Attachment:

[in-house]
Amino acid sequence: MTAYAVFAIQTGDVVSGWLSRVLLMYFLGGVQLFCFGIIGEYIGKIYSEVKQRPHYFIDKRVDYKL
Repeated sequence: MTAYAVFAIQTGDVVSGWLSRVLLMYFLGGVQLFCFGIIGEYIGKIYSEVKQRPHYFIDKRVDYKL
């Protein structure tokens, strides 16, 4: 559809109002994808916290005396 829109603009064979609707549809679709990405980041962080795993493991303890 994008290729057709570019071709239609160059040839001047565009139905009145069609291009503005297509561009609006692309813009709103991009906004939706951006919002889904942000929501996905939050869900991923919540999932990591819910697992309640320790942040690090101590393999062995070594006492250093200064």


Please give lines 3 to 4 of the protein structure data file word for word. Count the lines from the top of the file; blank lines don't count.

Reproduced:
Repeated sequence: MTAYAVFAIQTGDVVSGWLSRVLLMYFLGGVQLFCFGIIGEYIGKIYSEVKQRPHYFIDKRVDYKL
């Protein structure tokens, strides 16, 4: 559809109002994808916290005396 829109603009064979609707549809679709990405980041962080795993493991303890 994008290729057709570019071709239609160059040839001047565009139905009145069609291009503005297509561009609006692309813009709103991009906004939706951006919002889904942000929501996905939050869900991923919540999932990591819910697992309640320790942040690090101590393999062995070594006492250093200064």